After years of lobbying for adequate enforcement powers of consumer rights, the U.K. Civil Aviation Authority has been told by the government that their request will be addressed in due course, but they are not sure when that will happen.
“What ministers want to focus on is ensuring consumer confidence." The Department for Transport’s Aviation Director, Ben Smith, told the Airlines 2022 conference earlier this week. "There have been suggestions the CAA’s powers do not go far enough and the consultation is asking if they should be strengthened,”
In its Aviation framework "Flightpath to the future" published on May 26th, 2022, the government makes reference to " To help ensure consumers always receive the protection they deserve, the Government recently launched a consultation focused on improving consumer rights, considering what additional modern and flexible tools could be used to enhance protections for consumers traveling by air." The consultation referenced is the one that closed two months prior to the publication of Flightpath to the future.
Last October, responding to a written question submitted by Lord David Blunkett at the House of Lords, Undersecretary for Transport Baroness Charlotte Vere stated that the government would announce its next steps shortly. To this day, the government has not yet announced what those next steps were.
In 2011, Dame Deirdre Hutton, who served as chair of the Civil Aviation Authority between 2009 and 2020, made her views on the CAA's consumer enforcement powers clear. "We do have enforcement powers, but these are limited to the ability to take a criminal prosecution. Unfortunately, [enforcement] powers are not very flexible or proportionate and make it difficult for us to take action."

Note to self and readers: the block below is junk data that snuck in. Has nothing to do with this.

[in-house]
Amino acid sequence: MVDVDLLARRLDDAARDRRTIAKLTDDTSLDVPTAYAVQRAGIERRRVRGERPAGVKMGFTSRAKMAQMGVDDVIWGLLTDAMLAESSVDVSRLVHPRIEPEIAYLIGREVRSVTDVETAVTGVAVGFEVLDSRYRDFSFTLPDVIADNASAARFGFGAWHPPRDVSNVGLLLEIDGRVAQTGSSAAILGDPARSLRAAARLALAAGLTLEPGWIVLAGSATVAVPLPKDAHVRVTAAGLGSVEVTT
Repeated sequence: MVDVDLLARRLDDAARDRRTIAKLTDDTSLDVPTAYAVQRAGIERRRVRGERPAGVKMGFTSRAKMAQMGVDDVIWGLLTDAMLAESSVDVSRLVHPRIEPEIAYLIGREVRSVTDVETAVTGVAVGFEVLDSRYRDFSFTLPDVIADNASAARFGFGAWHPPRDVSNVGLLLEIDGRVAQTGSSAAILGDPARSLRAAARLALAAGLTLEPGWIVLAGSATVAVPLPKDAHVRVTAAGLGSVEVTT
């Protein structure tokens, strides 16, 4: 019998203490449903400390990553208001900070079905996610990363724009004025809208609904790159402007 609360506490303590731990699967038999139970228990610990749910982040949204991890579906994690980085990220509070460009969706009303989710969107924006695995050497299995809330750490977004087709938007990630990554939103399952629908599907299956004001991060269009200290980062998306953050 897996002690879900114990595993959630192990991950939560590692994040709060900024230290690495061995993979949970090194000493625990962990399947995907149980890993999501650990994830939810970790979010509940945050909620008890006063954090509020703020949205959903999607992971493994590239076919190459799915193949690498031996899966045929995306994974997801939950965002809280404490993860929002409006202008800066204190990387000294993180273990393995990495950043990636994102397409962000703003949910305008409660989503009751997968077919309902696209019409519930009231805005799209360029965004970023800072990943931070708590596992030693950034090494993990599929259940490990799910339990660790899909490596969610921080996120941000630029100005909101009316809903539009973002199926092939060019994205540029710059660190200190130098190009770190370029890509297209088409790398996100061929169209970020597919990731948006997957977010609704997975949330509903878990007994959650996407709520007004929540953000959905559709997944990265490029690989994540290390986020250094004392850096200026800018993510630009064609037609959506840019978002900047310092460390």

While government ministers appear to make unclear statements, the UK Civil Aviation Authority remains focused on pursuing adequate and effective enforcement tools.
“We have regularly asked for stronger consumer enforcement powers, including the ability to impose fines on airlines. This would allow us to take faster action when appropriate and bring our powers in line with other sectoral regulators, " Paul Smith, Consumer Director at the UK Civil Aviation Authority, told The Points Guy U.K. “If implemented, proposals outlined in the government’s recent consultation on enforcement powers, which are supported by the Transport Select Committee, will improve passenger rights and equip us with better tools to act swiftly and effectively for the benefit of consumers.”
The only certainty coming out of the government's erratic responses is that they seem determined to kick this issue into the long grass.
Meanwhile, people with disabilities continue to express their frustrations. "Is there any other avenue open to me, apart from never traveling by air again?" asked Anne Bell.